It’s strange that so many people thoughtlessly accept this as “normal.”

In reality, the Fed is engaged in a massive price-fixing scam… and nobody seems to care.

What are the implications of this?

Doug Casey: The average guy is neither investment-oriented nor economically sophisticated. He tries to save if he wants to get ahead in the world, which is good. He’s leery of investing and probably thinks speculating is immoral.

He usually saves with his national currency. In the case of Americans, that’s US dollars; for Zambians, it’s kwachas, and for Argentinians, it’s pesos. But when interest rates and currency prices are fixed politically at arbitrary levels, the average guy is forced to speculate just to keep his head above water.

Politically speaking, artificially low-interest rates and high rates of money printing are bad for society but good for politicians because those things encourage consumption. Everybody feels good consuming things, even when they’re living out of capital. That’s a problem for the future. Politicians generally only think of the immediate and direct consequences of what they do. Even if they understand the delayed and indirect consequences, they figure that will be somebody else’s problem.

It’s as if the Fed were to deposit a $100,000 in everybody’s bank account Sunday night. Everybody would feel that they have the wealth to go out and buy a Ferrari the next morning. In the short run, it’s a lot of fun, but in the long run, it’s disastrous to a society, from both an economic and a social point of view.

From an economic point of view, low-interest rates and high money printing destroy the value of the currency and encourages people to consume more than they produce. The net wealth of society goes down, which has serious social implications. Why work when you can become wealthy just by buying stocks? Or collecting stimmy checks.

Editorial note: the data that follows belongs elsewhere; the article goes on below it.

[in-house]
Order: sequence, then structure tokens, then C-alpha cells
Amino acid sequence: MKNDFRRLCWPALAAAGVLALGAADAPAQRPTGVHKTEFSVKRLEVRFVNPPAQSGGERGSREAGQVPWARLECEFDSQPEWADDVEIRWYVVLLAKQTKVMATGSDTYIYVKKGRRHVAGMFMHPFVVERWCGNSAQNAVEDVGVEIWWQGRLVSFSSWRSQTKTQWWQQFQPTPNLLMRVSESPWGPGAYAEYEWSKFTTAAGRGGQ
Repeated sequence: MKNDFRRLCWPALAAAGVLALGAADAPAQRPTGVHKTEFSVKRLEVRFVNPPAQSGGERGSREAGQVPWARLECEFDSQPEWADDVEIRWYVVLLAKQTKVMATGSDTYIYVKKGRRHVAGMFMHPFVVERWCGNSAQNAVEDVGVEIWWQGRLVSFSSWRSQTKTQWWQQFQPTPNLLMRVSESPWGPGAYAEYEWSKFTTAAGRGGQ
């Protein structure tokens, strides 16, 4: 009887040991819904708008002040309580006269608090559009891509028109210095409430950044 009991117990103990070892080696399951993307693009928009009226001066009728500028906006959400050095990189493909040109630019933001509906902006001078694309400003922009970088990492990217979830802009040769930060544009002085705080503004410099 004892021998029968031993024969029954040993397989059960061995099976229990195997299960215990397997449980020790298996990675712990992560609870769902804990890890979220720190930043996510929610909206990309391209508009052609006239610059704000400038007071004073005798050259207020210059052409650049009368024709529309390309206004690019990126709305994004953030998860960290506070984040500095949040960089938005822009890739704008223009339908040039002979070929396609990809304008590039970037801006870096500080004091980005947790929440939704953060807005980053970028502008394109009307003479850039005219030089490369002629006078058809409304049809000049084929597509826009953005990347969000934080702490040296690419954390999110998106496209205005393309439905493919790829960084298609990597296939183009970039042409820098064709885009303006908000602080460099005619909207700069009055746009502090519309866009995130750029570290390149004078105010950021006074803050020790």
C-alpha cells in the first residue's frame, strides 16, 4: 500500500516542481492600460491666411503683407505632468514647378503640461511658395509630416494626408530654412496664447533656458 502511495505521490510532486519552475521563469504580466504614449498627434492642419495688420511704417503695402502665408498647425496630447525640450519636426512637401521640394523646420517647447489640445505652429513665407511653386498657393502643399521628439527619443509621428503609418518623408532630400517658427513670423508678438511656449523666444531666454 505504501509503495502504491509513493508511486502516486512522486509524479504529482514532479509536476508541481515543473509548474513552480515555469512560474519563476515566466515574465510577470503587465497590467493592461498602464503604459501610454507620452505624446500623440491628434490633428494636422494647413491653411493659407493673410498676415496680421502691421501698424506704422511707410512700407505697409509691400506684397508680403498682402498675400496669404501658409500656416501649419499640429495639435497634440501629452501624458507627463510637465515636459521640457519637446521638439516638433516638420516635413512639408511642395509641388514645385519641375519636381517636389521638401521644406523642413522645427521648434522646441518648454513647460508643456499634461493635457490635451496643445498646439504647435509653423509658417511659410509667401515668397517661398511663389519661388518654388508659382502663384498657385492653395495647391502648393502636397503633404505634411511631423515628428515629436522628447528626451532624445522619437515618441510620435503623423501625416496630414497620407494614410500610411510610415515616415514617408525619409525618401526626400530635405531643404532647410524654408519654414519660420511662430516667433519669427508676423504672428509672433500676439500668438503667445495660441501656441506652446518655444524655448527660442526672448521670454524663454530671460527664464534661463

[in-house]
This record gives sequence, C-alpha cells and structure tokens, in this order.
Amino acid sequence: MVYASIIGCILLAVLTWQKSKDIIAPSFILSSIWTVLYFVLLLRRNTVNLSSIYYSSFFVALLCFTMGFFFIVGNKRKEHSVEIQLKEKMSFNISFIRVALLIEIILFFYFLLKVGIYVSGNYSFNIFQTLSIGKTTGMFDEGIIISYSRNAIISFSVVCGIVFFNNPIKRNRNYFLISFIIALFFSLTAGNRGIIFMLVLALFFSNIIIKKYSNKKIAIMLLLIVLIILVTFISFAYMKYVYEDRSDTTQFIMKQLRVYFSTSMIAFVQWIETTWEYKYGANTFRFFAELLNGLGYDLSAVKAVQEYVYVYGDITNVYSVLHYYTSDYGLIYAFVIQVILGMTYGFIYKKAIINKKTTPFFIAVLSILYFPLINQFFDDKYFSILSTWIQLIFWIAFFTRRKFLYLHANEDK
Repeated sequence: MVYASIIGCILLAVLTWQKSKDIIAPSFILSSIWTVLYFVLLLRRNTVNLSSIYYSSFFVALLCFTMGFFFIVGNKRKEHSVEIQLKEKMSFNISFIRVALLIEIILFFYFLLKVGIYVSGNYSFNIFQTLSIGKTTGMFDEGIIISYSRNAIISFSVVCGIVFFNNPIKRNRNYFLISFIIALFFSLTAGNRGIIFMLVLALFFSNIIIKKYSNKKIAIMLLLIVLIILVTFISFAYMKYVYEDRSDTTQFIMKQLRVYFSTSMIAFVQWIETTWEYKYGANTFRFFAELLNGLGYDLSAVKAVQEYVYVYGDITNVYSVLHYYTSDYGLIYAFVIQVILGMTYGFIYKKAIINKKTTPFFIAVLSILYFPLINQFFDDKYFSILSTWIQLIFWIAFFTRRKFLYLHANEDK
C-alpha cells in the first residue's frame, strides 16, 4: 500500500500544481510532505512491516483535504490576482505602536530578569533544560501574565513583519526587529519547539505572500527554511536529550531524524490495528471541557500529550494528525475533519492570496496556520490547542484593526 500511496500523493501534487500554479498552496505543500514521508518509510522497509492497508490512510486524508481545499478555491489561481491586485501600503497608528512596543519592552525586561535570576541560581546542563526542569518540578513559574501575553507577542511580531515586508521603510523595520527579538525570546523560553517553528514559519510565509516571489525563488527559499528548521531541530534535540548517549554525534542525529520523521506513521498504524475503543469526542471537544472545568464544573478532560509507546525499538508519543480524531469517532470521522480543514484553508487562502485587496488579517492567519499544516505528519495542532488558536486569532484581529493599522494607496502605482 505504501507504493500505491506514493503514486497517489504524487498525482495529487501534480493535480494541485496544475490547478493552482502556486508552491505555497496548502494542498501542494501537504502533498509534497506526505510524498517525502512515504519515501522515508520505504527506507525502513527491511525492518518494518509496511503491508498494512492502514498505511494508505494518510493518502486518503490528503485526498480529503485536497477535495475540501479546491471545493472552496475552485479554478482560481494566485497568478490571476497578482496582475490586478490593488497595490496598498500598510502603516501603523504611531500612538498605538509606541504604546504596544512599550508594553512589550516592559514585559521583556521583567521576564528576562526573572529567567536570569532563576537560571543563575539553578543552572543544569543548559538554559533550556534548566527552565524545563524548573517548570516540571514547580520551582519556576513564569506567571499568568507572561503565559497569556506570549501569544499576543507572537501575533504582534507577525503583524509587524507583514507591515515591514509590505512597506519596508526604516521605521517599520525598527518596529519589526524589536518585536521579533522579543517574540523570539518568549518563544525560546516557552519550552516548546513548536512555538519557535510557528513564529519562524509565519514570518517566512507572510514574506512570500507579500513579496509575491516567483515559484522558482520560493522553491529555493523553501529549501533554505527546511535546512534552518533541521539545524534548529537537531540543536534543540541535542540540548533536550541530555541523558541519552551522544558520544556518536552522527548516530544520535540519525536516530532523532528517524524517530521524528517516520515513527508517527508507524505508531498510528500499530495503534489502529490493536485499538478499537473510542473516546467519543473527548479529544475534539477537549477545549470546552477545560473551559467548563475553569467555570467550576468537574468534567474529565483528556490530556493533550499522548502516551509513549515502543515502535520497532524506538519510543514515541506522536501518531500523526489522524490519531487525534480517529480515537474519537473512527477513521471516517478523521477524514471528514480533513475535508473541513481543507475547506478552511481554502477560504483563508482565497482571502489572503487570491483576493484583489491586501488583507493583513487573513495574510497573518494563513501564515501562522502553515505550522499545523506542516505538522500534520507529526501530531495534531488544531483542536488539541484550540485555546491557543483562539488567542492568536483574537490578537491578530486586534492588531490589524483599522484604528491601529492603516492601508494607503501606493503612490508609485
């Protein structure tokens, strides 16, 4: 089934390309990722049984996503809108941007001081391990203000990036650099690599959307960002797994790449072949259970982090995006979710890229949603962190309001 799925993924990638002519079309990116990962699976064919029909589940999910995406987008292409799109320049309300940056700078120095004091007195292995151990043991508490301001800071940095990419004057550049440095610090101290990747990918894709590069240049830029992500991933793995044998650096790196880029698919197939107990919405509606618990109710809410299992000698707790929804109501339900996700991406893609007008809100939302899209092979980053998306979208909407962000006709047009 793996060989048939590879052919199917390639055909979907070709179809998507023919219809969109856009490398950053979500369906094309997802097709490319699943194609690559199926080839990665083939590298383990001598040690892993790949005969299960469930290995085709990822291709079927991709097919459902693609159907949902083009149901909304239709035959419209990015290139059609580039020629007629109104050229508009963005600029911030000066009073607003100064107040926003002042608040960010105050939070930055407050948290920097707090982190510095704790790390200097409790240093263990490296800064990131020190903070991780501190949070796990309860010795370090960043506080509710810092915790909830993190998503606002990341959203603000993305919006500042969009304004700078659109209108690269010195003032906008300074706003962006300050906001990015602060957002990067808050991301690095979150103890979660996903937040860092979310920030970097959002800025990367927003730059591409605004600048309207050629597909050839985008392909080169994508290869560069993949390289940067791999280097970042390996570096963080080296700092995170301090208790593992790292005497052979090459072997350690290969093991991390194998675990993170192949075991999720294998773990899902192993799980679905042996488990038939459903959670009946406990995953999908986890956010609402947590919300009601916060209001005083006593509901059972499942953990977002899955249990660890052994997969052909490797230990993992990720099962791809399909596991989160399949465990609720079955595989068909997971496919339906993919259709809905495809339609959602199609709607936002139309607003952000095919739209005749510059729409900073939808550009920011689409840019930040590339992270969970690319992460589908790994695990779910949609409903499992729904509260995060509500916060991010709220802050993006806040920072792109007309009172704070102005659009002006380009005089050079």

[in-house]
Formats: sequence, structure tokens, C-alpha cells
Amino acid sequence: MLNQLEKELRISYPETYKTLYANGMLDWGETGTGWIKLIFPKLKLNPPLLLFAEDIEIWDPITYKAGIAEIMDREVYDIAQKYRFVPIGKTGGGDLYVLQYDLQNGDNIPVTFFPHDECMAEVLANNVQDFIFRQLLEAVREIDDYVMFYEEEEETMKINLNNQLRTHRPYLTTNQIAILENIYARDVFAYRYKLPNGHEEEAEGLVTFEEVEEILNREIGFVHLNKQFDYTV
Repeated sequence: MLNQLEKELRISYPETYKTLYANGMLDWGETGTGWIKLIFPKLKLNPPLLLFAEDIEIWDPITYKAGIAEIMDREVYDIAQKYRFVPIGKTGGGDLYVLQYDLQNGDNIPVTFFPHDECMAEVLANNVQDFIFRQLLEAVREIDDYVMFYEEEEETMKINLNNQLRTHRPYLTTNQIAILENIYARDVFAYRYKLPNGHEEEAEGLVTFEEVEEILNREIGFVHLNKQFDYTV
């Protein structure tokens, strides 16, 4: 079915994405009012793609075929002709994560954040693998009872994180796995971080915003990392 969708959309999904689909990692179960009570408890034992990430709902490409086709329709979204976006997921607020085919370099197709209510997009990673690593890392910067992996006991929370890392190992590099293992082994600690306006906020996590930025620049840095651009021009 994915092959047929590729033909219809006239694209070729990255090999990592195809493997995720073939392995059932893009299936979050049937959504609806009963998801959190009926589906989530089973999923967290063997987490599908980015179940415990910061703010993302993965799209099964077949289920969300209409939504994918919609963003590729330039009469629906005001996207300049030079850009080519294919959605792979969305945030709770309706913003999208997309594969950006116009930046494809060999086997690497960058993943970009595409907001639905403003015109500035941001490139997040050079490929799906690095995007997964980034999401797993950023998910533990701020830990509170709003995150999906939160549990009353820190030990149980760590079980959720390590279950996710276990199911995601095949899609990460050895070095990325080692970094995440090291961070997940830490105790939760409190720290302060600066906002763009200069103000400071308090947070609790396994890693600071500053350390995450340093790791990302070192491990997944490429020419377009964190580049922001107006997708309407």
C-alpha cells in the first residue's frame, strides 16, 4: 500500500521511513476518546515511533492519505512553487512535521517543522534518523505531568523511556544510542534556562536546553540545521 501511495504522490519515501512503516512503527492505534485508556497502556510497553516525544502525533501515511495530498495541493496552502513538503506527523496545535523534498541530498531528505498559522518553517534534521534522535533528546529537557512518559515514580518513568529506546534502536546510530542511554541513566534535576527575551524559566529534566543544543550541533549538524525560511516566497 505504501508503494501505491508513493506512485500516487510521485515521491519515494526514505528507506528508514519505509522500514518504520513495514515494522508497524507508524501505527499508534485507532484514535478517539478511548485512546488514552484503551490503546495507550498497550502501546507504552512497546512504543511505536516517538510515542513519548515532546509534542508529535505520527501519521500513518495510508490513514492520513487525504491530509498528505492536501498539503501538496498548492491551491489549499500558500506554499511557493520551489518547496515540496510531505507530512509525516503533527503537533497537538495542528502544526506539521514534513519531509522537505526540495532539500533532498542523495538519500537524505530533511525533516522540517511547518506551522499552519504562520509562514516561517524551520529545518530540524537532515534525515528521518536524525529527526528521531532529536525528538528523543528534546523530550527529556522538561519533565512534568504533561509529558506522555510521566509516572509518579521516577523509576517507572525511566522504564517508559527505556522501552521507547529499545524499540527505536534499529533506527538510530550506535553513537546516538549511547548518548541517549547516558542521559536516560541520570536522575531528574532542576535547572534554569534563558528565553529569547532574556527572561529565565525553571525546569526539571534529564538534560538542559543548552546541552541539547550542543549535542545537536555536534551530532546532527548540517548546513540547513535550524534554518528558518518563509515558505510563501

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When the standard of living goes down enough due to underproduction and overconsumption, or when inflated stock, bond, and property markets crash, you’ll see business failures, riots, and political chaos. A dictatorship of some type is likely at that point. Somebody will come along, promising to magically fix everything if you just give him enough power. We’re close to that stage now.

The Federal Reserve and every other central bank around the world should be abolished. They serve no useful purpose. But few people, with the prominent recent exception of Ron Paul, are brave enough to say that. The public has been propagandized into believing central banks are part of the cosmic firmament, however. In fact, they’re engines of inflation, destroying the value of paper money.

Money is a medium of exchange and a store of value. It shouldn’t be used as a source of government income or treated like a political football. Gold should be reinstituted as day-to-day money.

International Man: While the Fed exercises undue influence over interest rates, what other significant factors are at play?

Doug Casey: Let’s look at the bond market.

Right now, bonds are about the worst possible place to allocate your capital. They’re a triple threat to your financial future because of three things: inflation, creditworthiness, and interest rates.

First, all bonds are denominated in currency, and all currencies today are fiat paper. As the currency is inflated and loses value due to money printing, the value of your bonds go down.